The entire narrative evokes the emotions of the audience, and makesthem ponder about the film even long after having finished watching thenarrative. Indeed,it would be apt to say that the portrayal of the holocaust makes the audienceunderstand the utter inhuman nature of genocide. Moreover, the filmic textexposes the horrors of war and the severe impact on the lives of innocentpeople that is represented through the haplessness of the Jews who are takencaptive by the Nazis. The film shows how the happy families of thousands ofJews are left to perish as the Nazis exercise their unending cruelty on theinnocent lives. People get killed indiscriminately, while Oskar is only able tosave eleven hundred Jews with all his riches and untiring efforts.
Sternrightly says toward the end of the narrative that Oskar has done enough to savethe Jews, but Oskar himself is not convinced as he breaks down saying that hecould have saved about a dozen more people with his car and gold pin. Theaudience can understand how the ring made by the Jews becomes invaluable tothis man who once valued nothing else but money. While the film portrays thegradual change of Oskar into a selfless man endeavoring to save Jewish lives,it also propagates the message of humanity and goodness. Placed injuxtaposition to the sheer haplessness of the Jews, Oskar’s act of humanity makeshim a figure worth apotheosis as he proves to have the sense of morality andconscience without getting influenced by the encompassing brutality of theNazis toward the Jews. The filmportrays how the world is construed differently by various people. While OskarSchindler transforms from being a materialist to a humanist, the Jewsunderstand the horrors of war like no one else, and value their lives more thananything else.
On the other hand, the Nazis can be found to be inhuman in theirapproach toward the Jews as they segregate them, torture them, and finally aimto exterminate all of them. Portraying the horrors encompassing the holocaust,the film explores the traits of basic human nature through the character ofOskar whose transformation of perspective is the main theme of the filmic text.The director shows how humanity and conscience can find its way amidst thegoriness of violence and inhumanity of the concentration camps. While therehave been many fictional films based on the holocaust, this cinematic endeavorstands out owing to the artistic excellence of Spielberg and his stirringportraiture of a true occurrence on the screen. The film is a fictionalrepresentation of history that could have otherwise been forgotten amidst thesurmounting horror of the holocaust. OskarSchindler’s act of humanity comes at the cost of losing all his riches. But, itbecomes evident that he does not care about having money any more.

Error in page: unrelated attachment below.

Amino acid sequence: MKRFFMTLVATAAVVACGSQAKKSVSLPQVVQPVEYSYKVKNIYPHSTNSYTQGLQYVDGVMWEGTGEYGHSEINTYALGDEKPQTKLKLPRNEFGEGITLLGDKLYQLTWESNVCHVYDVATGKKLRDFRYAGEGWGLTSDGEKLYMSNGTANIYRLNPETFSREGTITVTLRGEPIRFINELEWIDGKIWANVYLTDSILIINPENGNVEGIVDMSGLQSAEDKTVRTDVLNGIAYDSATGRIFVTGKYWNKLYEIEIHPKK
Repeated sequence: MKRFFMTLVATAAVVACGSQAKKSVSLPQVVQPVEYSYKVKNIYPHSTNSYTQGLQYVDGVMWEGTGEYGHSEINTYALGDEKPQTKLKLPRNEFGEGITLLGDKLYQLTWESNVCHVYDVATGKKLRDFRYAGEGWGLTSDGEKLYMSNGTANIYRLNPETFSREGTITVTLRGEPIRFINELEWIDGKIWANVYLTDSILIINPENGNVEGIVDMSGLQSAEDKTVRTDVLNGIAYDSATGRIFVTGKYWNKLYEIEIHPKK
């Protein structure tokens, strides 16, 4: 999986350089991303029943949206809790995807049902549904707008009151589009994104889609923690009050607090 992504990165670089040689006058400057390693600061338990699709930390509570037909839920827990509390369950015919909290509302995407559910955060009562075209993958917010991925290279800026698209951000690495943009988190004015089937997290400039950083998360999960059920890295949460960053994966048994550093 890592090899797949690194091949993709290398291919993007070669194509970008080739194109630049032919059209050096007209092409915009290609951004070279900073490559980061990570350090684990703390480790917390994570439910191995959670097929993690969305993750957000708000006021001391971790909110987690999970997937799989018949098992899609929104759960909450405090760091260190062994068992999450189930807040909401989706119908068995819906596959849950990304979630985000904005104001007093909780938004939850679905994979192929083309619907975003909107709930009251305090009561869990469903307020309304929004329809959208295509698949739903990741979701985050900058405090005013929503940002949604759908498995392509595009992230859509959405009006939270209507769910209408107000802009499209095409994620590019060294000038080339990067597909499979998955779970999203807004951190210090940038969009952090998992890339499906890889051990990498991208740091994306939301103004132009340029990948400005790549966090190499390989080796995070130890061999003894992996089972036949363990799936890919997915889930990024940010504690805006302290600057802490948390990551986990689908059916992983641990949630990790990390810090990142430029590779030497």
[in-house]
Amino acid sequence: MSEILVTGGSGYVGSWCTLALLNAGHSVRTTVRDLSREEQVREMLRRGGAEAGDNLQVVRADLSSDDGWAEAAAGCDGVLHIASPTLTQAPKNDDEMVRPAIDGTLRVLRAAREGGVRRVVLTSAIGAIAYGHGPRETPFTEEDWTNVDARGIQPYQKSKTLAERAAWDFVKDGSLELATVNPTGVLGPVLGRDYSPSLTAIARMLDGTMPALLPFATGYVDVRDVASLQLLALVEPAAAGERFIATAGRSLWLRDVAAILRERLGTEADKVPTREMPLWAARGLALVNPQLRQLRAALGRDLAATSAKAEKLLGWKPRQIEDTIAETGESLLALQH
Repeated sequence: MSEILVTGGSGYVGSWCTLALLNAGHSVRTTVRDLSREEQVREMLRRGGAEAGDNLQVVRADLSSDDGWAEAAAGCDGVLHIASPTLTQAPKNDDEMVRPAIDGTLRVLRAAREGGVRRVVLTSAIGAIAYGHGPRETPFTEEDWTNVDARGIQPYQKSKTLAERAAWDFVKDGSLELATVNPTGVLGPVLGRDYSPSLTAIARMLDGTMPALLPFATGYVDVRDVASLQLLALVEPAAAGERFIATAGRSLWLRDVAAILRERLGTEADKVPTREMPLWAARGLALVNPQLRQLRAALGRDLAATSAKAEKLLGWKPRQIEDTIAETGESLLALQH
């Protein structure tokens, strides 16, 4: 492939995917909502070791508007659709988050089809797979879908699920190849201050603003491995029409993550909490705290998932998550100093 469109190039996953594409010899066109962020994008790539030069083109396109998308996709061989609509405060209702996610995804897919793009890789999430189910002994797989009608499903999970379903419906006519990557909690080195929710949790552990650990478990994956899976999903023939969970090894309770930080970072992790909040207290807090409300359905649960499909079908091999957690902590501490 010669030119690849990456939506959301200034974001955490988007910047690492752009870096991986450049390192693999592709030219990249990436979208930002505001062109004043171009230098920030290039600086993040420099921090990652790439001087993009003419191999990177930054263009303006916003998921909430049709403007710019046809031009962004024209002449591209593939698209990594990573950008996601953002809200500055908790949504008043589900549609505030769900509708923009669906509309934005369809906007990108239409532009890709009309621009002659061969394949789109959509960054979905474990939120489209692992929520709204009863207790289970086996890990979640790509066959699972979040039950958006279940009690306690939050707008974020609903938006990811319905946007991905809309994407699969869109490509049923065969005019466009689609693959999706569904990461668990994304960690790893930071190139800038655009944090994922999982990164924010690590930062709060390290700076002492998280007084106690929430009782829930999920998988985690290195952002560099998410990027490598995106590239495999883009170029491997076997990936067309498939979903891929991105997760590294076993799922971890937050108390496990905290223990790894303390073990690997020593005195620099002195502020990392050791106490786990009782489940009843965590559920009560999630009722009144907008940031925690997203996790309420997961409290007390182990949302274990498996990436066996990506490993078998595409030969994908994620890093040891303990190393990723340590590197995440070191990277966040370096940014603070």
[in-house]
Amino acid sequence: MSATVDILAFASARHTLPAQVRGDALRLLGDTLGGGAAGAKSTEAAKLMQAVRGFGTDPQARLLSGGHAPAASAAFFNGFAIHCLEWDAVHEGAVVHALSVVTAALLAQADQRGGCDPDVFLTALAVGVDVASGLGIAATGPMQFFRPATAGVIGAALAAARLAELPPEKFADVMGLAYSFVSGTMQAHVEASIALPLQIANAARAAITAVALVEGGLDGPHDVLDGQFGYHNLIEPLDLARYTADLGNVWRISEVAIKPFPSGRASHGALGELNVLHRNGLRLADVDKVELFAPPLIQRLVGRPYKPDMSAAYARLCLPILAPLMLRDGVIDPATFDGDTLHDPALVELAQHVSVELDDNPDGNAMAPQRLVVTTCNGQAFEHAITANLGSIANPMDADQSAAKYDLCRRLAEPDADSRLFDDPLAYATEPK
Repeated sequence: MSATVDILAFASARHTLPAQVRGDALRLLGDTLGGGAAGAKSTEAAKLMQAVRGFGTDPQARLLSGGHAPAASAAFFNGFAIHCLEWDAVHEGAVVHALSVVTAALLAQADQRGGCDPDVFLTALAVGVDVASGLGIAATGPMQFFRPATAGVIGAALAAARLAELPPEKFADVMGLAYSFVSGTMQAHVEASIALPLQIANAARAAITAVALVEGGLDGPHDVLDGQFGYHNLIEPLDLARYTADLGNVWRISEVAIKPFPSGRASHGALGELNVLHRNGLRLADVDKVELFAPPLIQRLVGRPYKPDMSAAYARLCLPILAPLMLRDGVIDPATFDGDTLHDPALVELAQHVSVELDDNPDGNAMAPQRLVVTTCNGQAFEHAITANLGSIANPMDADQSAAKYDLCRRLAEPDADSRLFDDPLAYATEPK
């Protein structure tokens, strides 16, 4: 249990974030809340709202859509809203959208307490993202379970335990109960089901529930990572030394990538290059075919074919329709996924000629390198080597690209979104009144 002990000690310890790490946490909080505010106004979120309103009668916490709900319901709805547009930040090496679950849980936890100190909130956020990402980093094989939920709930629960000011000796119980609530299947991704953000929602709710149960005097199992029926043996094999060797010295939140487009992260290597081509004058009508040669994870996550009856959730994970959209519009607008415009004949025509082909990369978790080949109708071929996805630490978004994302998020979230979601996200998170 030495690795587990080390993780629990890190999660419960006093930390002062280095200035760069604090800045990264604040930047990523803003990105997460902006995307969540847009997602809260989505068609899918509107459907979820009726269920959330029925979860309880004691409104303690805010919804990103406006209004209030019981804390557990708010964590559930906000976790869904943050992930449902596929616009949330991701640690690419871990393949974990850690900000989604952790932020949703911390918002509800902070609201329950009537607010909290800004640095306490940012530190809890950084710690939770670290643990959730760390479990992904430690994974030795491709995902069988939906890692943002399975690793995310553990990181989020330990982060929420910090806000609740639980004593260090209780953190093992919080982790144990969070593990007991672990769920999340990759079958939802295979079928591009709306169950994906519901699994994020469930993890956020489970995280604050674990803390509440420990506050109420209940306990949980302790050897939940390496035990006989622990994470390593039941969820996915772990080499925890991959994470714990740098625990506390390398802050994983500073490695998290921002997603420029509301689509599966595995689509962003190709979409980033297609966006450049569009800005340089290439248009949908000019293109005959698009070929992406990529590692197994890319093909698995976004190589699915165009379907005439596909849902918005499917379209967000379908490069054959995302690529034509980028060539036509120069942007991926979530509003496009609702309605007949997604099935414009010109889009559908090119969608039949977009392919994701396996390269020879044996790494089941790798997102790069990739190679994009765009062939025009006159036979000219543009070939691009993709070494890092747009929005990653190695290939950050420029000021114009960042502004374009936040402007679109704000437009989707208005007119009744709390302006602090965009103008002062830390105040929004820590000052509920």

Theholocaust and the ghastly terror of the Nazi forces helps bring out the humanecharacteristics of this man who was one know to be an uncompromisingbusinessman. The emancipation of the eleven hundred Jews would have made wayfor the later generations to carry forward the legacy of Oskar Schindler, whilethe film expresses how these Jews later came to be known as Schindler Jews. Whilethe entire historic episode of the holocaust and the omnipotence of the Nazisprior to the defeat in the Second World War is characterized by bloodshed,extremism and inhumanity, Oskar can be taken to be the epitomic figure ofhumanity and goodness. Spielberg also delivers the message of omnipotence ofhuman emotions that goes on to undermine the value of materialistic pleasuresand riches, thereby passing a latent commentary about the correct way of life. The filmalso critiques through the transformation of Oskar Schindler the social ills ofracial discrimination and prejudice that can thwart the wellbeing of a sectionof the society made to be on the receiving end of systematic violence.
The filmhas gained immortality in the memory of the audience, and is still extremelyrelevant as a social document that explores the history of the holocaust duringthe Second World War. The thematic content deals with issues of religiousfanaticism of the Nazi ideology, subordination of the Jews, and violence metedout to the innocent people of the society. The film can very well be describedto be one of the very best cinematic works by Spielberg, and the same endeavorwas also acknowledged at the Academy Awards. Oskar’s character and hisinterpersonal tie with Stern remain with the audience for a long time, whilethe filmic text also shows the retributive actions faced by the German soldiersafter their defeat in the war. The film is highly relevant even in the presenttimes of the society owing to the portrayal of genocide and search forhumanity.